Financialization in the EU and its consequences

In order to enable finance to remain a driver for innovative and inclusive economic growth, financialization should be contained. Just published the second ISIGrowth Policy Brief

The European Union has become more financialized since the beginning of the century. The increasing financialization has not affected only financial corporations but also non-financial firms, who have significantly increased the share of financial assets in their balance sheets.

This process has been supported by the ideology that financialization has only positive effects on the economy, because it helps a better allocation of resources. However, a growing body of empirical and theoretical evidence seriously challenges this idea. This evidence points instead to some possible negative consequences of financialization.

ISIGrowth’s second Policy Brief highlights these consequences of financialization and suggests some policy measures that could help to contain and counteract its negative effects on innovative activity, inclusive economic growth, inequality and financial instability.

First, excessive financialization depresses economic growth because it implies that a larger fraction of credit might be channeled toward unfruitful investment projects, possibly generating economic crises (e.g. via housing price bubbles). Second, financialization has negative impact on innovation because the separation between actors taking risks from innovation and actors extracting rents from innovation implies lower share of reinvested profits (e.g. via short-termism and share buybacks). Third, financialization contributes to inequality by strengthening top earners’ bargaining power in terms of higher wages and lower taxation, as well as by burdening public budgets with fiscal assistance to financial institutions in time of crisis. Fourth, financialization may lead to financial instability by increasing both the leverage of interconnected financial institutions and the risk of mispricing of large asset classes (e.g. the dynamics of leverage and mispricing of mortgage backed securities in the run of the 2008 financial crisis).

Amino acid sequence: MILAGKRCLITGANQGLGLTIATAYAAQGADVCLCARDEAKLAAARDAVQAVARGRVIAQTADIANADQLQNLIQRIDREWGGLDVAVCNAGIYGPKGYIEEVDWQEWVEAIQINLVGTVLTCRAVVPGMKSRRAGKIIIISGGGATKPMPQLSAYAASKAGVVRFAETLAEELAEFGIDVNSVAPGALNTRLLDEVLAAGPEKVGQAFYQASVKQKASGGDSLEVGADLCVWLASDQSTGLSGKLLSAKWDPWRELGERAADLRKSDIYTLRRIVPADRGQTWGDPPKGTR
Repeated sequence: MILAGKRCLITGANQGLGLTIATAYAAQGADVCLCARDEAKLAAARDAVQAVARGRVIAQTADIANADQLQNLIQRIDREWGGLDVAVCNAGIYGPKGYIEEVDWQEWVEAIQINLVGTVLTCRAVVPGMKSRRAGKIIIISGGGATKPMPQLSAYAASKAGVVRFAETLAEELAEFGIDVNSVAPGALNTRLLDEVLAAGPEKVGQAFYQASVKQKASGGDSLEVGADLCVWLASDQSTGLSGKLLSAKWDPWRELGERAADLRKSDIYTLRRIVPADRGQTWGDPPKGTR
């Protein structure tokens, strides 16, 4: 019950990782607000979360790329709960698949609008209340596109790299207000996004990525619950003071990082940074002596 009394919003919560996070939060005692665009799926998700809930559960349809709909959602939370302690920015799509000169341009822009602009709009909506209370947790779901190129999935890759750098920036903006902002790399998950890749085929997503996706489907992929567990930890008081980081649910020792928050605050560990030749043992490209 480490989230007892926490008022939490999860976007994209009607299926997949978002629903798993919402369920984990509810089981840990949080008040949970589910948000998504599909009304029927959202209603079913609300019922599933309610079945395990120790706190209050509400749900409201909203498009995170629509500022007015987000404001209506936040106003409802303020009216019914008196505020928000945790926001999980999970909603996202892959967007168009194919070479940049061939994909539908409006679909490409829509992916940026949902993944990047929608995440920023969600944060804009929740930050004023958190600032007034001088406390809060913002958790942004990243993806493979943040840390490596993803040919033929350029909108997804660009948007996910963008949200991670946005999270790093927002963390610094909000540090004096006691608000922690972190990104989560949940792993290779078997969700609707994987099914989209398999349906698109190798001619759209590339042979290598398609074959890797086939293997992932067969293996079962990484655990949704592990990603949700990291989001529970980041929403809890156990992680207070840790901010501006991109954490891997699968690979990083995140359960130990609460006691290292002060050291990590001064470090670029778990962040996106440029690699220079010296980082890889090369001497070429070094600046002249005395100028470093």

In order to enable finance to remain a driver for innovative and inclusive economic growth, financialization should be contained. To this end, several measures could be taken, including fostering the demand in the real sector; establishing mission-oriented programs; studying the possibility of setting a minimal ratio of lending to the real economy; studying the possibility of setting a maximal level of intra-financial leverage.


Download here the Policy Brief

Download here the Policy Brief’s technical appendix